A tale as old as time. With time – a tale can change, and the times are changing. In the past, Disney movies wouldn’t touch sexuality or any subject that would be considered risqué, with a ten-foot pole. Welcome to the 21st century Disney, you’ve come a long way! What better way to showcase this forward thinking than recreating a classic, as they did with their iconic and beloved, Beauty and the Beast.
The story remains the same, still true to the original that we have always known and loved. A scholarly young woman with a love for books, still hoping there’s more to life than what her small and provincial hometown offers. Her nimble-minded father lost in the woods on his trip to the city, found and held captive in a castle by a beast. Our heroine rushing to save him, volunteering to take his place in exile, if the beast lets him go. A compelling candlestick, a finicky clock, and a tender teapot with a young son (teacup) named Chip, magically running the castle as servants and cook. All the while masterminding a ‘love match’ with their beleaguered prince with the new ‘prisoner’ Belle. A conceited prince, transformed into a beast, who must find true love before the last rose petal falls if the spell is to be reversed. A spell cast by a wicked witch who has transformed this palace and everyone who lived in it, into a dreary nightmare.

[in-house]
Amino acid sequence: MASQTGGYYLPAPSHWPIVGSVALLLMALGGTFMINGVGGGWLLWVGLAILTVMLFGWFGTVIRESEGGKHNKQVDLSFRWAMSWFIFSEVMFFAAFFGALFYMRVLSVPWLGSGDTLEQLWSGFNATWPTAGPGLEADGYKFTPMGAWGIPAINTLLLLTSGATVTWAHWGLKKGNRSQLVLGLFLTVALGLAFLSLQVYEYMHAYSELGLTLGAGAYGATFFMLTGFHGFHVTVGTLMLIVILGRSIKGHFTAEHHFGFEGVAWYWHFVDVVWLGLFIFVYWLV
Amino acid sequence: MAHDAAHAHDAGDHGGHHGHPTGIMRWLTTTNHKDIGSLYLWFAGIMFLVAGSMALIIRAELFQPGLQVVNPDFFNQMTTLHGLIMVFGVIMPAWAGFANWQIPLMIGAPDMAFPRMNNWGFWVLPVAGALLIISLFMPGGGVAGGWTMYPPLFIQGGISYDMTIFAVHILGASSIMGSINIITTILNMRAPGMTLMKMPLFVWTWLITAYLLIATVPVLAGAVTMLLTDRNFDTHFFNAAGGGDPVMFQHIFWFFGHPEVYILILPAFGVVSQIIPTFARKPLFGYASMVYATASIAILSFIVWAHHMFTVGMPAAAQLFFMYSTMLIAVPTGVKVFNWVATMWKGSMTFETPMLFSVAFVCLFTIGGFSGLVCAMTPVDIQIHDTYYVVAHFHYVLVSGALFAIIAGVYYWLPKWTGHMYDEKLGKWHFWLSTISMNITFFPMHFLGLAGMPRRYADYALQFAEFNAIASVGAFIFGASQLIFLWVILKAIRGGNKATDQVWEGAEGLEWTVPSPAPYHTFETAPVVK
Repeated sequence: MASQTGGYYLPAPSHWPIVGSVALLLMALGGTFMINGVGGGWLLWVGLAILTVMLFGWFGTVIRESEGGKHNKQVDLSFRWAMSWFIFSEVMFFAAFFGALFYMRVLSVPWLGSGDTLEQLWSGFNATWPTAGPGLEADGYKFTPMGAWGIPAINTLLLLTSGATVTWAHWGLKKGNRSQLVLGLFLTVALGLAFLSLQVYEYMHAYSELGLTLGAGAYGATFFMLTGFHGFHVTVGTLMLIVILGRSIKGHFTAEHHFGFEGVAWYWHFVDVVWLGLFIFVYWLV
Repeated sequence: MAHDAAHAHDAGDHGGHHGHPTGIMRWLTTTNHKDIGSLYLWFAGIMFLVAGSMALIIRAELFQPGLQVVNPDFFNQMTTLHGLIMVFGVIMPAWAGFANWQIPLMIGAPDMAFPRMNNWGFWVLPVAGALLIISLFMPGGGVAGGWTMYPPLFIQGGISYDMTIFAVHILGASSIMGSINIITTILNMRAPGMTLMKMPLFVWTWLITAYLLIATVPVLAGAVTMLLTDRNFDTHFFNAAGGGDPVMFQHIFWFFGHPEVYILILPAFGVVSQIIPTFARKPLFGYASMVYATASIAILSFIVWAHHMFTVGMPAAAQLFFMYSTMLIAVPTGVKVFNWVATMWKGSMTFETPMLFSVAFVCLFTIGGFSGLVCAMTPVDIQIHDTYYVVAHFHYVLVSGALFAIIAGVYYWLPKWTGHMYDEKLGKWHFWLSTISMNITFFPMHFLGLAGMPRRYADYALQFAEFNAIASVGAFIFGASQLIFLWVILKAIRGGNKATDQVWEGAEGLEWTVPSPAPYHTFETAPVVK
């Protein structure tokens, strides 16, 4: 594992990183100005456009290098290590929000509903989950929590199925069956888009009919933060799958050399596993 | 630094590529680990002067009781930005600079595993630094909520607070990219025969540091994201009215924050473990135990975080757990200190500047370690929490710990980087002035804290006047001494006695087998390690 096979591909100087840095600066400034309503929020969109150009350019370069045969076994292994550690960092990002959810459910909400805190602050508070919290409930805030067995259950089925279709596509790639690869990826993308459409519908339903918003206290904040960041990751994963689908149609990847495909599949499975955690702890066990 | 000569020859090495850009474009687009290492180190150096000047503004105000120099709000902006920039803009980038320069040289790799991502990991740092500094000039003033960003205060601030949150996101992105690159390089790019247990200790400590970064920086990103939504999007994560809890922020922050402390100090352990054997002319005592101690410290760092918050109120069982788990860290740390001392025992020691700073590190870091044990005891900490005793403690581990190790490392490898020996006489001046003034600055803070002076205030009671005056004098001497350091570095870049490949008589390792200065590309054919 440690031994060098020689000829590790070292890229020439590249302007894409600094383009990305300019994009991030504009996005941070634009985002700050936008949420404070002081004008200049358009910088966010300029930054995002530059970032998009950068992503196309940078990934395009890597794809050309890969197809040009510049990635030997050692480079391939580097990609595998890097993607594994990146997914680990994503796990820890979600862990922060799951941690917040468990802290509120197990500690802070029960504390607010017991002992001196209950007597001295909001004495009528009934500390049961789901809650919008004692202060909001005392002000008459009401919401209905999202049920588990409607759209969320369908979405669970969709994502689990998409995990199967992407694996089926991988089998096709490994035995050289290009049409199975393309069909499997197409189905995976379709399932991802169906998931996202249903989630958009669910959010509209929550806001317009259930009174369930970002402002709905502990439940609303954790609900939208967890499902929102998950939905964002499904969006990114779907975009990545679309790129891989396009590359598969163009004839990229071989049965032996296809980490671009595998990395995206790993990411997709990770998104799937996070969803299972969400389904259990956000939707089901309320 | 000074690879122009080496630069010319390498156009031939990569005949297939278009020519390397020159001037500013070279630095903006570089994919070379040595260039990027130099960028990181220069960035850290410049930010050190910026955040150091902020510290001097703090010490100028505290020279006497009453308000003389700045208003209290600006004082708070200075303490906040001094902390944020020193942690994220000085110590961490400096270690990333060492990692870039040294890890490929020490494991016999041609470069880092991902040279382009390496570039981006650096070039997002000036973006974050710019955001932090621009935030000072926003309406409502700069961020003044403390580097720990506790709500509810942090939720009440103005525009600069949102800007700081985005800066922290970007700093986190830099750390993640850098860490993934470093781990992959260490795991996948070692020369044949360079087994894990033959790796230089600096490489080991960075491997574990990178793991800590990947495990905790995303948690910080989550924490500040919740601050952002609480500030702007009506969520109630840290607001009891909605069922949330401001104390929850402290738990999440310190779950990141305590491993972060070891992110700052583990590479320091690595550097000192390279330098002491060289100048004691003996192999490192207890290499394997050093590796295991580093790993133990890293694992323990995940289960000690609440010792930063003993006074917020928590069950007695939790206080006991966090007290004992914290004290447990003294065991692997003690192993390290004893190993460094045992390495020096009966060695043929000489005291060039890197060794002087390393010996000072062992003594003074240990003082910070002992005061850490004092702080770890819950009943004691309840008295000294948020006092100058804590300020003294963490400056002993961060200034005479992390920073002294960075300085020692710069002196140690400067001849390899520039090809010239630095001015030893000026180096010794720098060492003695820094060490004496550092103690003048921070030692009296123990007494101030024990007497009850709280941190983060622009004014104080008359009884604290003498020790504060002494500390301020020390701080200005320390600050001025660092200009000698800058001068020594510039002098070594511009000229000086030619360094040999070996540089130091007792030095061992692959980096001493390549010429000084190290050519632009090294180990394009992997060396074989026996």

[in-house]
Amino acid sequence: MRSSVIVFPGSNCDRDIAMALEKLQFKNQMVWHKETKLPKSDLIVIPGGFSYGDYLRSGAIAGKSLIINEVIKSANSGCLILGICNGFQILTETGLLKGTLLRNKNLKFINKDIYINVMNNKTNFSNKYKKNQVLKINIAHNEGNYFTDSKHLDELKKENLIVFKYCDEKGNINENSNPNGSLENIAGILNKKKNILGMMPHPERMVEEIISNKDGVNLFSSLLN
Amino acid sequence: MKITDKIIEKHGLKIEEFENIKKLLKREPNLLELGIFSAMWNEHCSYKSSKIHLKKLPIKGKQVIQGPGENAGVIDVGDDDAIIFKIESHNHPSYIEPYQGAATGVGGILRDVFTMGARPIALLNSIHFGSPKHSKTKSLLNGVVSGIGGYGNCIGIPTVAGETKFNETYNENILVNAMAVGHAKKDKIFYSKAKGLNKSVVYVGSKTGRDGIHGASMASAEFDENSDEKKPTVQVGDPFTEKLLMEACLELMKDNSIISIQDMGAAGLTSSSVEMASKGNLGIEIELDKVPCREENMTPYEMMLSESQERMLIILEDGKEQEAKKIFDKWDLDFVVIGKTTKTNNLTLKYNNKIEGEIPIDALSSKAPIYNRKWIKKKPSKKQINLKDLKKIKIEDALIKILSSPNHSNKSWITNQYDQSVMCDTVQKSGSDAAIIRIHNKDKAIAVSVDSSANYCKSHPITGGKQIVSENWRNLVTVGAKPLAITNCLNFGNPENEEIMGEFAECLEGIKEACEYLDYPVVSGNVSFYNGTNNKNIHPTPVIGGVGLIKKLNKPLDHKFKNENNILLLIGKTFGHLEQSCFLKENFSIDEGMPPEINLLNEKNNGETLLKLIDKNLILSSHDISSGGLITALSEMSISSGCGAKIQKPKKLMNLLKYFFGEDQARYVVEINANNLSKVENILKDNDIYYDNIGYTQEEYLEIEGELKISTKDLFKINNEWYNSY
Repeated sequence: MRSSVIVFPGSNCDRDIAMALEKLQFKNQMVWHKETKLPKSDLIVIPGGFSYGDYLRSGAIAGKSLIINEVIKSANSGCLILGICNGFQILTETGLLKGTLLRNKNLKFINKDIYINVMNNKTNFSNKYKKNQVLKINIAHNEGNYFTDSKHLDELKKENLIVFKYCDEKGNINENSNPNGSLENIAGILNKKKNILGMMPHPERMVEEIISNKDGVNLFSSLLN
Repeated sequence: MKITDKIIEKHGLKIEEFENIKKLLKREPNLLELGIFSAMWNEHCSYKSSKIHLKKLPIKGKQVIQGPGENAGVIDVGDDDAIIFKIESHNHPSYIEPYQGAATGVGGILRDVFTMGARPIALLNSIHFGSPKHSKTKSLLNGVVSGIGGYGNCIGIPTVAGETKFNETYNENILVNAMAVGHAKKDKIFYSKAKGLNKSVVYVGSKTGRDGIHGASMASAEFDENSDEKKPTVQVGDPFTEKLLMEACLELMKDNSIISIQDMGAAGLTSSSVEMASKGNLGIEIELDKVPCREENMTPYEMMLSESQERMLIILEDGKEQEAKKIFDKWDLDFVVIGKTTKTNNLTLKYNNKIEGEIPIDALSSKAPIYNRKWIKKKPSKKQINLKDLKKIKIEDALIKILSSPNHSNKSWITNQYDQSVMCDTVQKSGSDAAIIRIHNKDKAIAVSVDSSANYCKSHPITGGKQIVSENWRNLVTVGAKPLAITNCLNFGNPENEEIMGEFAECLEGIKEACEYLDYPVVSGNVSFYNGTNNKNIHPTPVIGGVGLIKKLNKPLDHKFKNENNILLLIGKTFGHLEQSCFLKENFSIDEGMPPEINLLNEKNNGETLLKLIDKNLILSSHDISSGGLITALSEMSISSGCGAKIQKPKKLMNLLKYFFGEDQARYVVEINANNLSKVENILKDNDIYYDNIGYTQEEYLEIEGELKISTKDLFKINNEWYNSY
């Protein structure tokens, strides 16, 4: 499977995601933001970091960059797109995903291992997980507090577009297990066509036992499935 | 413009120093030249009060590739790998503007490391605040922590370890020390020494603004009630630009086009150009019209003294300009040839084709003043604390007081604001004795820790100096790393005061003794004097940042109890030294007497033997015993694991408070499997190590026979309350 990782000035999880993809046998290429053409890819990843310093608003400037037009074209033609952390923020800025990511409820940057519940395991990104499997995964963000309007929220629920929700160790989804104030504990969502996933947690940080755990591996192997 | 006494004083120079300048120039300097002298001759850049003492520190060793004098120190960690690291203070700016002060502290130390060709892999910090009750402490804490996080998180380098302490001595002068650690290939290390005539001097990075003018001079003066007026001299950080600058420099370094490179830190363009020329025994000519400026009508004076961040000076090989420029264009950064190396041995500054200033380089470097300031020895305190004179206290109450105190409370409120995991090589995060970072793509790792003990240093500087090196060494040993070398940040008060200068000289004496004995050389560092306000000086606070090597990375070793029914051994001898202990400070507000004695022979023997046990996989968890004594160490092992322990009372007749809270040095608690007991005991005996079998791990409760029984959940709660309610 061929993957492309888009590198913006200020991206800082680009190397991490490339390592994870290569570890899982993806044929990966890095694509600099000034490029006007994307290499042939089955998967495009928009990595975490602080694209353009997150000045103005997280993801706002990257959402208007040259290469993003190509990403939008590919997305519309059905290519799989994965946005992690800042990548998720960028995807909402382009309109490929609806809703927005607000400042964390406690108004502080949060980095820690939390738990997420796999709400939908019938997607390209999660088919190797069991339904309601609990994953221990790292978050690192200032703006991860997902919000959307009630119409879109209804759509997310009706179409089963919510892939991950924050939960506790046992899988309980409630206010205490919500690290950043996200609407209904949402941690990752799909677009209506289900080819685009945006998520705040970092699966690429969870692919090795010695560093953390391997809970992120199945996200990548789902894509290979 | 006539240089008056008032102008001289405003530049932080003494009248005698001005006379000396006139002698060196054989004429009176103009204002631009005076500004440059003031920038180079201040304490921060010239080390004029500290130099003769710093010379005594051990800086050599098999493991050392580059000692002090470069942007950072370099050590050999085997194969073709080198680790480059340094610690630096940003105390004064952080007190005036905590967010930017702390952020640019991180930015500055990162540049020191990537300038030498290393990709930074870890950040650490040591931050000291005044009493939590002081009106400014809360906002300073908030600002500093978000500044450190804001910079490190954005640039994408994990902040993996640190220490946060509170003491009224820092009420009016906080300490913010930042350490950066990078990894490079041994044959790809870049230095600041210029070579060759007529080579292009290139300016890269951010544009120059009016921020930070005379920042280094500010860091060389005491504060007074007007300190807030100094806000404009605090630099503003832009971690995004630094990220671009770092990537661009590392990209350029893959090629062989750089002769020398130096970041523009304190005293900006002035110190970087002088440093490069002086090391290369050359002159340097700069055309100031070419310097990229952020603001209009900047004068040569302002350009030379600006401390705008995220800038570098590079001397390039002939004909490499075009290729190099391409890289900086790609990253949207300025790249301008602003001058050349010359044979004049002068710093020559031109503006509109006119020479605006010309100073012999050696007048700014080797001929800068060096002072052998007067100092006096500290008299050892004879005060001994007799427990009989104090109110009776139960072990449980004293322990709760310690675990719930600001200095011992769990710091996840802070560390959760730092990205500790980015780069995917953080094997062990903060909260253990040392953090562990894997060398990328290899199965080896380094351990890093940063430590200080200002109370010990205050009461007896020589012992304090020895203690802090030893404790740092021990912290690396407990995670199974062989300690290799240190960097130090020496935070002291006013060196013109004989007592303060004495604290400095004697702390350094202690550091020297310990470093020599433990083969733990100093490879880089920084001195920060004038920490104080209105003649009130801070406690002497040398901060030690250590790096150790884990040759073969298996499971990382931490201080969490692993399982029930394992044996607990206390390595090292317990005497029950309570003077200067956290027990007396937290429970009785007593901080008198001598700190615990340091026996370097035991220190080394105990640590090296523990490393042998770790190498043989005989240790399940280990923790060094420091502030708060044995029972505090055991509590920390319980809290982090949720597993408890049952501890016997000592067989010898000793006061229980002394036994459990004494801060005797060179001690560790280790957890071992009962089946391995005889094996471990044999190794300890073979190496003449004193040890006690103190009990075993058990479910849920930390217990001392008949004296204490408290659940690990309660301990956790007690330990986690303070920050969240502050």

The screenwriters stayed true to the story but included more details, fleshing out more of the backstory. You get to see the story of Belle’s mom, and you get more details into why exactly the prince got turned into a beast. But what’s really life changing and forward thinking in this remake, besides the fact this film is not animated but an actual live-action film, is it features an openly gay character and an interracial kiss.
The director of the film, Bill Condon, who is openly gay, talked about the character LeFou, played by Josh Gad, and stated, “LeFou is somebody who on one day wants to be Gaston and on another day, wants to kiss Gaston. He’s confused about what he wants. It’s somebody who’s just realizing that he has these feelings.” Disney thickens the pot of diversity even more by including the first ever live-action interracial kiss with two different couples in the film.
Cadenza – the piano, (a new character in the film) played by Stanley Tucci, and Madame de Garderobe, the wardrobe from the original animated film, played by Audra McDonald, share a kiss that will forever go down in history as the first interracial kiss in a live-action Disney film. But wait, there’s more! There is a second interracial kiss that is shared between the lively candlestick, Lumiere, played by Ewan McGregor, and his feather dusting darling, Plumette, played by Gugu Mbatha-Raw.
According to the New York Times, the film cost $300 million dollars to make and is reported to earn over 1 billion dollars at the box office. We would call that smashing expectations! But this Beauty and the Beast is special in more ways than just earnings.
Disney decided to embrace the way things are now and not the way they were back in 1991, when gay couples and interracial kissing would have been considered too taboo to show on film. By taking a film as beloved as Beauty and the Beast, then adding these modern characters and themes to it, Disney didn’t just step into the 21st century, it jumped in with both feet. Disney is synonymous with dreams coming true, and this film follows that theme for everyone and anyone.
Forever, a tale as old as time. With a slightly different rhyme. Beauty and the Beast.
-Haley Corkery │ Public Relations Specialist